My MA research-creation project will culminate in the completion of Melodramatic Children, a play, and Queer Stick Dunny, a novel, as well as an analysis of ethics and outsider perspectives in fast-expanding genres of self-representation in literature. My project investigates how the pursuit of elusive truths in my unusually complicated family history has influenced my proud outsider identity—as genderqueer, feminist, polyamorous, disabled, an abuse survivor, and a Newfoundlander. Queer Stick Dunny follows a darkly funny tomboy and expert liar through her adolescence in a tiny fishing outport. Melodramatic Children tells the unlikely story of my parents, first cousins who harbour devastating and fascinating secrets but have refused to speak to each other for thirty years. For the graduate colloquium I propose to present the most challenging aspects of my “monstrous imposition” on my family, sharing excerpts of my creative works, discussing the ephemeral line that divides fiction from autobiography, and examining the ethical quandries of queering my family narrative and appropriating the voices of living people.

Last semester I had the opportunity to ask author Ann-Marie MacDonald about the ethics of autobiography, particularly in regards to intergenerational abuse. She confidently replied, “Write as if they’re dead.” Many of the acclaimed writers I have asked have answered the same. But I also know writers who are estranged from their families because of what they’ve written. Should I write as if they’re dead, outing my family as abusive, abused or concealing abuse? In what ways have I privileged a hegemonic narrative, forcing my own narrative into liminality? What are the irresistibly interesting truths of my family who, in their own ways, are also outsiders, living their lives attempting to “pass”? How can I be fair and compassionate in my representations of them, while also telling the truth? Is fictionalization the only solution? Is all autobiography fiction?

                  Cherie Pyne, Concordia University: Cherie Pyne is a writer, musician, and interdisciplinary creator-performer. Her academic writing has been published by the LUCC undergraduate colloquium, the Journal of Interdisciplinary Studies in Sexuality, and the Concordia Irish Society conference. Pyne is a Genie-nominated lyricist and composer, manages a feminist genderqueer jamspace, volunteers for Montreal Rock Camp for Girls and plays drums in a heavy rock band called Weeping Witch.


Mapping Architectural Bodies

How do we think about the spaces we move through? How do different bodies impose themselves on cities, and how do city structures impose themselves on individual consciousness? Through a hybridization of political and architectural theory, I came to these questions and took to the streets of Montreal to find answers.

This website, which developed out of an academic graduate course last winter, was the application of my research on Guy Debord’s French Situationists and Shusaku Arakawa and Madeline Gins’ Architectural Body. In his critique of the capitalism that governs our movements in urban spaces, Debord emphasizes the importance of psychogeography, and the geographical environments’ effects on human behaviours and emotions. By reclaiming everyday materials and cultural tropes to which we have become desensitized in our passive roles as spectators, Debord proposes that we can construct situations that determine “the quality of a moment.” Situationists see the moment as crucially dependent upon its relative psychogeographical location, designed for and lived by its constructors. In Architectural Body, Madeline Gins and Arakawa offer the possibility of reconfiguring life through a syncretic approach towards the human body and physical architecture.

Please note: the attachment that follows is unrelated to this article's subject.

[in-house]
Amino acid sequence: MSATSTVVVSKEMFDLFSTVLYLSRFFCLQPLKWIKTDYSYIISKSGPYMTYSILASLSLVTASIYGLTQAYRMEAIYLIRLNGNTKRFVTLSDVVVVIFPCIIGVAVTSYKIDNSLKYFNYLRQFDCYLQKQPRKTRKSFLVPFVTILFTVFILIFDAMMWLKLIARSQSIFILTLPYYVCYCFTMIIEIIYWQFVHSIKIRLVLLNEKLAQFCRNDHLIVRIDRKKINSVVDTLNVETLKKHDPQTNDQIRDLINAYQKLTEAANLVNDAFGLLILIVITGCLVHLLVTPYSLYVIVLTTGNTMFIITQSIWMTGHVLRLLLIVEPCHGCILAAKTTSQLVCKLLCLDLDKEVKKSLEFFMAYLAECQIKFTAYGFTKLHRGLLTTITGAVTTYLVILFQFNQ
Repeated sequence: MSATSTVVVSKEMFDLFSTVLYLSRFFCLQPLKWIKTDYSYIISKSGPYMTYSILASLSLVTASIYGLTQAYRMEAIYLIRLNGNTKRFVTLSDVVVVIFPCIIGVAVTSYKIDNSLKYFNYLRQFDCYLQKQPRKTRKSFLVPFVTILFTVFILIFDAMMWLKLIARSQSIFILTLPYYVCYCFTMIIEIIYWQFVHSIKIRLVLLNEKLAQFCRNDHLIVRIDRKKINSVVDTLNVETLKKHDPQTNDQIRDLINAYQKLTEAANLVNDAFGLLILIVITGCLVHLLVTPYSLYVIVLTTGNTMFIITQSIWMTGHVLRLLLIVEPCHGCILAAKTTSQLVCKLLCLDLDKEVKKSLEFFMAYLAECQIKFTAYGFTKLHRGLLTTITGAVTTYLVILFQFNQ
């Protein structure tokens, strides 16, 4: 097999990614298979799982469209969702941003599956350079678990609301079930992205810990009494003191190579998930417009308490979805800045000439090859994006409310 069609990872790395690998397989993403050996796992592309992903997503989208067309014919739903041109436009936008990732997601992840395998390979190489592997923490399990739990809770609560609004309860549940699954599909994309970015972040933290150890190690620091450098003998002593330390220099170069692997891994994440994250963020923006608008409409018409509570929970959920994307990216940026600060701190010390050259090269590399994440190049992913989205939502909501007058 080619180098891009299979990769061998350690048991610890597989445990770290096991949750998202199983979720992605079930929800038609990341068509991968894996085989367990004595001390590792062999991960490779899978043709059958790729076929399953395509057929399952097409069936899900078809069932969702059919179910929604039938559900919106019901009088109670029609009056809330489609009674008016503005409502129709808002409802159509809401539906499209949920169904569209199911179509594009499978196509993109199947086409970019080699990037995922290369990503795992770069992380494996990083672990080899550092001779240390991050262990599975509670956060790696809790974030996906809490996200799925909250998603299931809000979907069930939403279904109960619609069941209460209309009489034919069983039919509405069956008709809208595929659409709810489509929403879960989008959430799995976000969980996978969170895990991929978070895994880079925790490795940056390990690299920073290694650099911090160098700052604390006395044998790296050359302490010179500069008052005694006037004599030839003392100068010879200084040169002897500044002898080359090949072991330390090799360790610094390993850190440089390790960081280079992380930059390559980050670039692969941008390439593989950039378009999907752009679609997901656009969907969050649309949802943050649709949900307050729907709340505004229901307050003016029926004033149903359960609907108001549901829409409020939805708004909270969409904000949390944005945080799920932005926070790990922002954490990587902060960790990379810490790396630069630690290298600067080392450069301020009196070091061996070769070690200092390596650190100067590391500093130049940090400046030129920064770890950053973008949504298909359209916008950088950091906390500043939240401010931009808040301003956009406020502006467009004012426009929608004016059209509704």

In the same way one must negotiate two languages to navigate the city, those engaging with this website must negotiate linguistic impasses and a multitude of media in order to map the consciousness of architectural bodies contained within and captured across Montreal. Drawing on Arakawa and Gins’ conviction that architecture shapes consciousness, and Debord’s manifesto against civilian apathy, I took to the streets of Montreal to engage volunteers to help me answer questions about language, identity, and architecture. Through a process of random selection, I approached two strangers at opposite ends of the city and gave them each a disposable camera and 24 hours to document their movements. I document the theory, methodology, photos, and participant reflections of this project on my website.

                  Sara Press, Concordia University: Sara Press is a second-year MA English student at Concordia University. Her areas of interest are modernism, postcolonialism, affect theory, and ecocriticism. Her current research looks to posthumanism as an alternative to reconceptualizing the human/non-human divide that informed and legitimized the colonial project. She can almost always be found boiling hot water to stay alive in the under-heated English department.
The Imposition of “It”: Sex, Photographs, and the Dialogic Encounter in Mary Gaitskill’s “A Romantic Weekend”